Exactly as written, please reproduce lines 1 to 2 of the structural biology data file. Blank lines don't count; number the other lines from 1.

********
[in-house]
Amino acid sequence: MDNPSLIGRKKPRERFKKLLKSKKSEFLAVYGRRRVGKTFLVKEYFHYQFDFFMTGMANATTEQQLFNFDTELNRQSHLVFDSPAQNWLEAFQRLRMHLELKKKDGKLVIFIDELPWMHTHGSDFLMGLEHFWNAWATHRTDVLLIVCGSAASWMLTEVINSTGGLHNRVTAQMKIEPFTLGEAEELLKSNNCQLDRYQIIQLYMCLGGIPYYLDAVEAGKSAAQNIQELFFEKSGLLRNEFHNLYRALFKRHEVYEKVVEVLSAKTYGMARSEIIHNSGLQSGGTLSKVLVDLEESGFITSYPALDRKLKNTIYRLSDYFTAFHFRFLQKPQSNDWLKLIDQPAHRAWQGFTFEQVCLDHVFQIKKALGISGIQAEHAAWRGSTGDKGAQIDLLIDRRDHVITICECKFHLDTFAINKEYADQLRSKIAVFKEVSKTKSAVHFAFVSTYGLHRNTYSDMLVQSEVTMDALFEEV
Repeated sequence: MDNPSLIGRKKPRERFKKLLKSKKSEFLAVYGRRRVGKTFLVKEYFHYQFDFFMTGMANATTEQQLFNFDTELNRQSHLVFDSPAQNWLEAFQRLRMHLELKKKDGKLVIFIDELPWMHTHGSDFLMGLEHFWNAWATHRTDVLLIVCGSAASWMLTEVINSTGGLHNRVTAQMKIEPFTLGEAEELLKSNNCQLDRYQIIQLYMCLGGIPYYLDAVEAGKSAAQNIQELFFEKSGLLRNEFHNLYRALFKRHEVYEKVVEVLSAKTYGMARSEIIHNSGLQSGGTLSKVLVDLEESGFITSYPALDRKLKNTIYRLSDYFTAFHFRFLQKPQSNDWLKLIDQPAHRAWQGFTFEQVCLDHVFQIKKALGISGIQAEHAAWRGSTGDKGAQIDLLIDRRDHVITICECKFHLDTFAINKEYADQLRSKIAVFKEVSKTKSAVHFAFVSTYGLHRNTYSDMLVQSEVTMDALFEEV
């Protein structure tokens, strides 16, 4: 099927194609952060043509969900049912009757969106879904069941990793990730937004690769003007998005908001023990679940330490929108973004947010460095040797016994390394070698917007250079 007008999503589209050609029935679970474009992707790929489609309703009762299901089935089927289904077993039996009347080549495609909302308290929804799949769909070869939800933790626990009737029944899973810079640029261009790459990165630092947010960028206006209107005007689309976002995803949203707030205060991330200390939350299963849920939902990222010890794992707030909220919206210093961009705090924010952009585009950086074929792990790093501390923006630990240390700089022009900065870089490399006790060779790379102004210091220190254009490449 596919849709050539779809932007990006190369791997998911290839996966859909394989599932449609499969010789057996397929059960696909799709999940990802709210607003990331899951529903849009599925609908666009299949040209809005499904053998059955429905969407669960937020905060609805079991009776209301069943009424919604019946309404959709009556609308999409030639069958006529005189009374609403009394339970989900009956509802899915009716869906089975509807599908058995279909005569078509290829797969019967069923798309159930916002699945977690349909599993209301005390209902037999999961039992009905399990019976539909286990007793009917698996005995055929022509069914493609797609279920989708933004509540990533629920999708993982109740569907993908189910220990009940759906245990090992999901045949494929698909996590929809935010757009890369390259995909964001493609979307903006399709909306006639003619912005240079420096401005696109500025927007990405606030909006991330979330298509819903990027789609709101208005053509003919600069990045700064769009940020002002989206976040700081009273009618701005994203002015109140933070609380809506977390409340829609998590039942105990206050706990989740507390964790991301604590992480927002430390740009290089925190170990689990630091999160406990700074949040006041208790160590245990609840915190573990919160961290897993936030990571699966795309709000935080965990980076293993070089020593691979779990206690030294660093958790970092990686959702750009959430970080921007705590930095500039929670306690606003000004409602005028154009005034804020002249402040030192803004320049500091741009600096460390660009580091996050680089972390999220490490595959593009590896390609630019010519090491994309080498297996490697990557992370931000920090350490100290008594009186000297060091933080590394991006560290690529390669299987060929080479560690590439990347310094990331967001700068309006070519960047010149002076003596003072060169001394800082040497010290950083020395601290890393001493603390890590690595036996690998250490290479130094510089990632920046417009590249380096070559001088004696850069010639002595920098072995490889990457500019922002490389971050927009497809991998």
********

[in-house]
Amino acid sequence: MDNPSLIGRKKPRERFKKLLKSKKSEFLAVYGRRRVGKTFLVKEYFHYQFDFFMTGMANATTEQQLFNFDTELNRQSHLVFDSPAQNWLEAFQRLRMHLELKKKDGKLVIFIDELPWMHTHGSDFLMGLEHFWNAWATHRTDVLLIVCGSAASWMLTEVINSTGGLHNRVTAQMKIEPFTLGEAEELLKSNNCQLDRYQIIQLYMCLGGIPYYLDAVEAGKSAAQNIQELFFEKSGLLRNEFHNLYRALFKRHEVYEKVVEVLSAKTYGMARSEIIHNSGLQSGGTLSKVLVDLEESGFITSYPALDRKLKNTIYRLSDYFTAFHFRFLQKPQSNDWLKLIDQPAHRAWQGFTFEQVCLDHVFQIKKALGISGIQAEHAAWRGSTGDKGAQIDLLIDRRDHVITICECKFHLDTFAINKEYADQLRSKIAVFKEVSKTKSAVHFAFVSTYGLHRNTYSDMLVQSEVTMDALFEEV